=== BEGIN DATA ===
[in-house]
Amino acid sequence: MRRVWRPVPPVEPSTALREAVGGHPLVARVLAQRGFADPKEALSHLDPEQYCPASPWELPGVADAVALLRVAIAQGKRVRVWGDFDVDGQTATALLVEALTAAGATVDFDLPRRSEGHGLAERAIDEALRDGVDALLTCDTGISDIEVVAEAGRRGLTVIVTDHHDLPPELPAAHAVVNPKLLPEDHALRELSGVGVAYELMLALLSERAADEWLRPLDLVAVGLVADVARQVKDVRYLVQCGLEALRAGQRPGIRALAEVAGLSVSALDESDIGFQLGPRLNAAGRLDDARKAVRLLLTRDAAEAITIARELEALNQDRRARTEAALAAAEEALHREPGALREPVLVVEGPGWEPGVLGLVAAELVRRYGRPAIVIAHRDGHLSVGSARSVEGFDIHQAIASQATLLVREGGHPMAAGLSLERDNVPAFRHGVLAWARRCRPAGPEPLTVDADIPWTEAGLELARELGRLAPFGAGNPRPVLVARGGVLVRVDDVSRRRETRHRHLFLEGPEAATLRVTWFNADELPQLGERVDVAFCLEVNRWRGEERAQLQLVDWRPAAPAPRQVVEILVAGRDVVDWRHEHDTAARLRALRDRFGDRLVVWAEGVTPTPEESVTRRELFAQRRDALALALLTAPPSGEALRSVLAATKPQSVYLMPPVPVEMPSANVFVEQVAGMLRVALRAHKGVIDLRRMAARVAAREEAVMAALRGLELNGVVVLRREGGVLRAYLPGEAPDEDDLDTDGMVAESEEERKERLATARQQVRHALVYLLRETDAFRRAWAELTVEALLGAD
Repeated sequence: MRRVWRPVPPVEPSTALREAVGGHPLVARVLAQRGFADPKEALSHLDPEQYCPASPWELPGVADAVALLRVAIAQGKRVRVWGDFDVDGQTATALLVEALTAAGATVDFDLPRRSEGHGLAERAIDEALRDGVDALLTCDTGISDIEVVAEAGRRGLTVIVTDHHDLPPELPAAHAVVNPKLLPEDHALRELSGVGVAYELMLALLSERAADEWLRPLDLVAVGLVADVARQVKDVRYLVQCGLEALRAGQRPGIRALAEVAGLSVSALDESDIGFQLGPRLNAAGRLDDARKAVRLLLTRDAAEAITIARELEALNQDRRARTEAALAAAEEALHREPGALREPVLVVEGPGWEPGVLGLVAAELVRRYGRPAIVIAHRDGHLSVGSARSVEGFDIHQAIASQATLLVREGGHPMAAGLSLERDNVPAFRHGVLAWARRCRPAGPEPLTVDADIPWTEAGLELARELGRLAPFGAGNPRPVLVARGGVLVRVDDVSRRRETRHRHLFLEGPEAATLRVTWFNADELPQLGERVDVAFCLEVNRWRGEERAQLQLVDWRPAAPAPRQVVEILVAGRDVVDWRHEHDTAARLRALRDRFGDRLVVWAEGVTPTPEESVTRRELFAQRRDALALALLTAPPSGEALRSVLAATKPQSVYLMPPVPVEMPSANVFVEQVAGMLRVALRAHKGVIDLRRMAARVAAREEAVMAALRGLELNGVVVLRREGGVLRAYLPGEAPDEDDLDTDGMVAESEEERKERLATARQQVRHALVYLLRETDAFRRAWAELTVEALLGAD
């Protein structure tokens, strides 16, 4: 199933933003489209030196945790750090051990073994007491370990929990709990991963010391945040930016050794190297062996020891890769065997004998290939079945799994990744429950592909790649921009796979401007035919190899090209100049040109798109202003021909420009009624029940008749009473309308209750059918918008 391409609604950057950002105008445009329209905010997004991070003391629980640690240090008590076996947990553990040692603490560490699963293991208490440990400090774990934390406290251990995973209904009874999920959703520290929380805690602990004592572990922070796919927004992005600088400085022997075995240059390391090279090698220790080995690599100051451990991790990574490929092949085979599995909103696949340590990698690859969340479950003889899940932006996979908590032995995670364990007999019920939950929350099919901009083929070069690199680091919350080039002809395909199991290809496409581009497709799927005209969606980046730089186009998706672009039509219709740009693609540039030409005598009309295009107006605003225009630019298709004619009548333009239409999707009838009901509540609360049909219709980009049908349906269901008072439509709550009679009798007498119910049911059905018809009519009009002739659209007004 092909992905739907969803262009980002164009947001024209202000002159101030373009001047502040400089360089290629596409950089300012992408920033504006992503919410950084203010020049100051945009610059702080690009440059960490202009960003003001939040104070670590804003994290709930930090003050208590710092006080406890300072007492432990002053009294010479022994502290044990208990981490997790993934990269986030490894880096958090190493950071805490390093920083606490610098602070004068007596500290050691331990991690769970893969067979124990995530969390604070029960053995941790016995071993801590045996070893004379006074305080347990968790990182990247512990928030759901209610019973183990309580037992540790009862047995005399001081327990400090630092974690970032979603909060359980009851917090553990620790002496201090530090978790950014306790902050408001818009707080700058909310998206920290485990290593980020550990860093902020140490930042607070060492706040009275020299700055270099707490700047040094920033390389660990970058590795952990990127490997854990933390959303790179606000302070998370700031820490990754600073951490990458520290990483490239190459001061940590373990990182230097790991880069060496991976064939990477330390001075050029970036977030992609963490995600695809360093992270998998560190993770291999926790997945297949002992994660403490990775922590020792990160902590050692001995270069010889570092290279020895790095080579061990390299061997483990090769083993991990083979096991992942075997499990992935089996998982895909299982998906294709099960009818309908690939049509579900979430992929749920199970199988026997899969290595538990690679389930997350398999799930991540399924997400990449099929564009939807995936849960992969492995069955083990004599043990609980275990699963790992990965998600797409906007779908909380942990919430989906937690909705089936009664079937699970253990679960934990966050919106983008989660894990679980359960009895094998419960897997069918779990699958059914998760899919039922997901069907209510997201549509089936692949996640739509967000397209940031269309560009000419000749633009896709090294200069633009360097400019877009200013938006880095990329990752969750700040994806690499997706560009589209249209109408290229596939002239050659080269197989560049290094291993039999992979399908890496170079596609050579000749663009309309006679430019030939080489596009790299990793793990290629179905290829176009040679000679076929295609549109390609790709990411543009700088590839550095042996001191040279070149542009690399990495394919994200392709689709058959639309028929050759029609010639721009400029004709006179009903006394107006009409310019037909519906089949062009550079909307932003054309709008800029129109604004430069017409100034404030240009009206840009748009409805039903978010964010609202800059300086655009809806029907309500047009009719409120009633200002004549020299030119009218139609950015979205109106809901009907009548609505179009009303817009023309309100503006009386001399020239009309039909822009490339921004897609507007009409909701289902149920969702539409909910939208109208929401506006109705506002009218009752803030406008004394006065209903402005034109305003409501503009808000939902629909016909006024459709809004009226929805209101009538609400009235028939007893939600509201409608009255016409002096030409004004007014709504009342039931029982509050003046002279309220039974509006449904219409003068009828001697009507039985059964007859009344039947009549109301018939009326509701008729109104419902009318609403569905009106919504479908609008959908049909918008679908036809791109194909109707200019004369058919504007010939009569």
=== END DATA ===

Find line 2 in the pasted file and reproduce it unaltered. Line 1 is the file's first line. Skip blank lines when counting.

Amino acid sequence: MRRVWRPVPPVEPSTALREAVGGHPLVARVLAQRGFADPKEALSHLDPEQYCPASPWELPGVADAVALLRVAIAQGKRVRVWGDFDVDGQTATALLVEALTAAGATVDFDLPRRSEGHGLAERAIDEALRDGVDALLTCDTGISDIEVVAEAGRRGLTVIVTDHHDLPPELPAAHAVVNPKLLPEDHALRELSGVGVAYELMLALLSERAADEWLRPLDLVAVGLVADVARQVKDVRYLVQCGLEALRAGQRPGIRALAEVAGLSVSALDESDIGFQLGPRLNAAGRLDDARKAVRLLLTRDAAEAITIARELEALNQDRRARTEAALAAAEEALHREPGALREPVLVVEGPGWEPGVLGLVAAELVRRYGRPAIVIAHRDGHLSVGSARSVEGFDIHQAIASQATLLVREGGHPMAAGLSLERDNVPAFRHGVLAWARRCRPAGPEPLTVDADIPWTEAGLELARELGRLAPFGAGNPRPVLVARGGVLVRVDDVSRRRETRHRHLFLEGPEAATLRVTWFNADELPQLGERVDVAFCLEVNRWRGEERAQLQLVDWRPAAPAPRQVVEILVAGRDVVDWRHEHDTAARLRALRDRFGDRLVVWAEGVTPTPEESVTRRELFAQRRDALALALLTAPPSGEALRSVLAATKPQSVYLMPPVPVEMPSANVFVEQVAGMLRVALRAHKGVIDLRRMAARVAAREEAVMAALRGLELNGVVVLRREGGVLRAYLPGEAPDEDDLDTDGMVAESEEERKERLATARQQVRHALVYLLRETDAFRRAWAELTVEALLGAD